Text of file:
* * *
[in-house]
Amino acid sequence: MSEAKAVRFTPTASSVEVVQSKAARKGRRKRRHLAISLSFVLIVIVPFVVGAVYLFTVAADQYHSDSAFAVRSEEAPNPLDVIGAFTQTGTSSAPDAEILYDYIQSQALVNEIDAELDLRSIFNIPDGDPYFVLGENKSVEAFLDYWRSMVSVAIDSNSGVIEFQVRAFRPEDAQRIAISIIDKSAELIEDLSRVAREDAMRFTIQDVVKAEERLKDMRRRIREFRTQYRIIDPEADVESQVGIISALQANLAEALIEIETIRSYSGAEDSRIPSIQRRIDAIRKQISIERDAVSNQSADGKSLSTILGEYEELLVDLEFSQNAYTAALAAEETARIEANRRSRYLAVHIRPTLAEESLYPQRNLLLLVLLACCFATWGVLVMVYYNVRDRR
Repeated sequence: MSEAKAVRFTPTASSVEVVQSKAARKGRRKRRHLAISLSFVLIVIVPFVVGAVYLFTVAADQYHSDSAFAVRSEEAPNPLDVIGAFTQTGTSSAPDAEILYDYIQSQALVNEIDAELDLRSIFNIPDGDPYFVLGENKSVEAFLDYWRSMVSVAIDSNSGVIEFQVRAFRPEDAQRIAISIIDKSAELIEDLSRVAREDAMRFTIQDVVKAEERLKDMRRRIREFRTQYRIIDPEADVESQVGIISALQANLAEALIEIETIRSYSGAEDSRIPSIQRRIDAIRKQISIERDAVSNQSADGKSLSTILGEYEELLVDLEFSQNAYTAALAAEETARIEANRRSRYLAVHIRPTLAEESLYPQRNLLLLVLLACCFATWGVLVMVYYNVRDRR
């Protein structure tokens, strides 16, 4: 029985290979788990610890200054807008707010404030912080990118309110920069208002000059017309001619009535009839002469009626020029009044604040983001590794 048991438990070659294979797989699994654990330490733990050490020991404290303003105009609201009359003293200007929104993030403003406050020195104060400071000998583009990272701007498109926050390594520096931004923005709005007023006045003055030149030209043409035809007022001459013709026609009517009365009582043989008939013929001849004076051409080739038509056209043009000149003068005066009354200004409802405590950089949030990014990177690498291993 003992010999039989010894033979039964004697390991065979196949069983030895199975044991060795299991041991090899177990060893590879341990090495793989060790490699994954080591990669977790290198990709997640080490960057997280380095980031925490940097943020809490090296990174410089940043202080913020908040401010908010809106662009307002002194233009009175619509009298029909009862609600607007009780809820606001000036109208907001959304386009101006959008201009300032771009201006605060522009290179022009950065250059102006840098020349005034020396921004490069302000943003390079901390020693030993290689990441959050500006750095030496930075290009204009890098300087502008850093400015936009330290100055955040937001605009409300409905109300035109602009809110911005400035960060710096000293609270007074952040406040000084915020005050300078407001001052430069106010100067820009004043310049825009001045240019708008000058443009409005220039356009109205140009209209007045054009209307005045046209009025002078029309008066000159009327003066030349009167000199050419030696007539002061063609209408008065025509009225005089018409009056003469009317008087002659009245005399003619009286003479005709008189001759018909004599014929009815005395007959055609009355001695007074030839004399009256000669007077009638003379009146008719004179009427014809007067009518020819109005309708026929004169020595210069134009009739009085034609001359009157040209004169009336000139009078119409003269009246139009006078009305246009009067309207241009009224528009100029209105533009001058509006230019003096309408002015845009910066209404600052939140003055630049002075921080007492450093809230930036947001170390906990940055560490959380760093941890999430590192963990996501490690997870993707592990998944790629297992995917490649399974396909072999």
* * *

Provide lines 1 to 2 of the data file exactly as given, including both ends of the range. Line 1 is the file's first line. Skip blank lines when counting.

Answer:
[in-house]
Amino acid sequence: MSEAKAVRFTPTASSVEVVQSKAARKGRRKRRHLAISLSFVLIVIVPFVVGAVYLFTVAADQYHSDSAFAVRSEEAPNPLDVIGAFTQTGTSSAPDAEILYDYIQSQALVNEIDAELDLRSIFNIPDGDPYFVLGENKSVEAFLDYWRSMVSVAIDSNSGVIEFQVRAFRPEDAQRIAISIIDKSAELIEDLSRVAREDAMRFTIQDVVKAEERLKDMRRRIREFRTQYRIIDPEADVESQVGIISALQANLAEALIEIETIRSYSGAEDSRIPSIQRRIDAIRKQISIERDAVSNQSADGKSLSTILGEYEELLVDLEFSQNAYTAALAAEETARIEANRRSRYLAVHIRPTLAEESLYPQRNLLLLVLLACCFATWGVLVMVYYNVRDRR